We all have Skeletons in our Closets and Dirty Fashion Secrets: If Stacey Dooley investigated yours what would she find? Write us your confession.
My ultimate style sin: I had actually given up on conscious fashion. Turned away from my once zealous (and possibly a bit snobbish) love for sustainability.
Despite the articles, Instagrams and YouTube videos, until spotting Mindless Mag’s poster for a writing and sustainable fashion workshop on the back of a coffee shop toilet door in Liverpool last Monday (classy!), it had made me feel quite alone. With a very real mixture of relief and reluctance, I’d left it behind in Manchester when I moved back home in September 2017, following my disastrous attempts (there were three) at a Master’s in sustainable fashion.
Instead, I’d made do with scouring Depop and eBay for early 2000s ‘vintage’ treasures (anybody that knows me is clear on the fact that, yes, j’adore [Galliano era] Dior). Sort of (conveniently) mindful; mainly, rather gloriously, mindless. How sustainable really is flying in second-hand clothes from Japan, Australia or the United States, par exemple?
For a recovering toxic perfectionist, the overwhelming muddle of pure, unadulterated sustainability certainly remains a minefield.
Yet, to be conscious, one choice at a time – that is something I can manage. I can and will live mindfully – even minimalistically – and still be my flawed, style-loving self.
Before writing this article, I googled: “giving up on sustainable fashion” and “giving up on sustainability”, mainly to see if any other writers had experienced the same journey with mindful/mindless living. Nothing. By contrast, I found countless articles on parting with fast (and rapid) fashion for a reason, a season or a lifetime.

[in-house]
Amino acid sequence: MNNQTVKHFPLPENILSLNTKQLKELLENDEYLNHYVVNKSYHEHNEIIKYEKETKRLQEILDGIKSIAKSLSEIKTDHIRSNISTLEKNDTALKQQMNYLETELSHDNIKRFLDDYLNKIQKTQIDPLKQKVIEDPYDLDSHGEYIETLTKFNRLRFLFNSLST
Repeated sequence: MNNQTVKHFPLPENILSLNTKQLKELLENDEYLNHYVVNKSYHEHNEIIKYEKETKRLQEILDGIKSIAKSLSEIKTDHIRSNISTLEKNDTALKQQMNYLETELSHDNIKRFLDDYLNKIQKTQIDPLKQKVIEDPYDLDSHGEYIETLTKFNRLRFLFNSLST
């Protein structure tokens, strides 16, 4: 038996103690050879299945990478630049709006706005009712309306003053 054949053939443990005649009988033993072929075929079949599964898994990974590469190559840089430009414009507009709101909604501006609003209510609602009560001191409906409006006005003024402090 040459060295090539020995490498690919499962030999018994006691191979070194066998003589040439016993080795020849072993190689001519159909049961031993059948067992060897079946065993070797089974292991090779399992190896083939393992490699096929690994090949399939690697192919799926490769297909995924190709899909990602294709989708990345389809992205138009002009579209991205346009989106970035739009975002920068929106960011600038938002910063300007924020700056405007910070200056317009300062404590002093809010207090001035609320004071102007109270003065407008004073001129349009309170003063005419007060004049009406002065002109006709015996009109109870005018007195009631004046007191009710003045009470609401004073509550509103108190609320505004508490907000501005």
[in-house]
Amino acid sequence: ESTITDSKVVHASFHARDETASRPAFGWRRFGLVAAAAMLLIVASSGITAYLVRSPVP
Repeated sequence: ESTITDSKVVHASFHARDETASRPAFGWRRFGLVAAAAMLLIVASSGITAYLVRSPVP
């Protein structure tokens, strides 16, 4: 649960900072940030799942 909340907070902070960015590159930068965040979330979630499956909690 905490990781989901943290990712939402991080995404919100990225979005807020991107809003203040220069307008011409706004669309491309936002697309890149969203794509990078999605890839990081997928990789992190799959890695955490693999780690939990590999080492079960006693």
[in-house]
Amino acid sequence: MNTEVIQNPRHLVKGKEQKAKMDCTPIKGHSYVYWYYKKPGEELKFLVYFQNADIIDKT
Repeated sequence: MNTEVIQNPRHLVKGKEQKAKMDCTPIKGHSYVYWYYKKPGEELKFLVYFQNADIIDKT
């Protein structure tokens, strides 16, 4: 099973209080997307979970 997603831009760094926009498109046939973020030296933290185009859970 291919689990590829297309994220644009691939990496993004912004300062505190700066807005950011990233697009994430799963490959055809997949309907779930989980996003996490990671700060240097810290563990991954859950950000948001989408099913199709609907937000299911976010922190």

Fast fashion has never really been my thing; I’m too tactile to bear the feel of some of the fabrics. [I also can’t handle Reformation’s georgette fabric, to be fair, but that’s just me.] I’ve always preferred Net-a-Porter to knock-offs – and, if I ever can’t afford it (i.e. most of the time) nothing at all. This has necessitated a rather ‘capsule’ wardrobe for the last decade or so, but I do love and feel good in all of my clothes. If I don’t, I sell or return them.
Is this good enough?
Again, I’m stuck – because it’s not, really, is it? I need (and am ready) to start digging deeper again.
There’s just so much to unpack with sustainability; it means different things to different people, too. [Read my thoughts on sustainability + veganism here.] That’s why I find Mindless Mag’s conscious slant so appealing. There’s no judgement.
So, if fast fashion isn’t in my bag, then what is?
Clothes I’ll cherish, yes – I’ve proven that much to myself – but do I know who made them? Must we really be that transparent, anyway?
I would say that the majority of my clothes are a cotton spandex (or Lycra or elastane, whatever you want to call it!) blend, with some 100% cotton in the mix.
It may be up there with my favourite, most comfortable, body-hugging materials, but the former isn’t good news for the environment, unfortunately. According to a Design for Longevity article, it’s incredibly difficult to recycle spandex blends mechanically. Cotton spandex fibre mixes do not serve a circular purpose, in terms of meeting the needs of the idealised closed-loop fashion system.
What can I do? What should I do?
My response today is much more relaxed than it would have been, say, 19+ months ago.
Ultimately, I’m a fashion consumer, as opposed to a creator. There’s a limit to what my untrained hands can achieve. Knowledge is power, though.
Now that I’m on the conscious path, I’ll buy less, buy better (or as well as I can) and focus on creating – and maintaining – a tightly edited wardrobe, reflective of my personal style ethics, cotton spandex or no cotton spandex.
By Charlotte Robson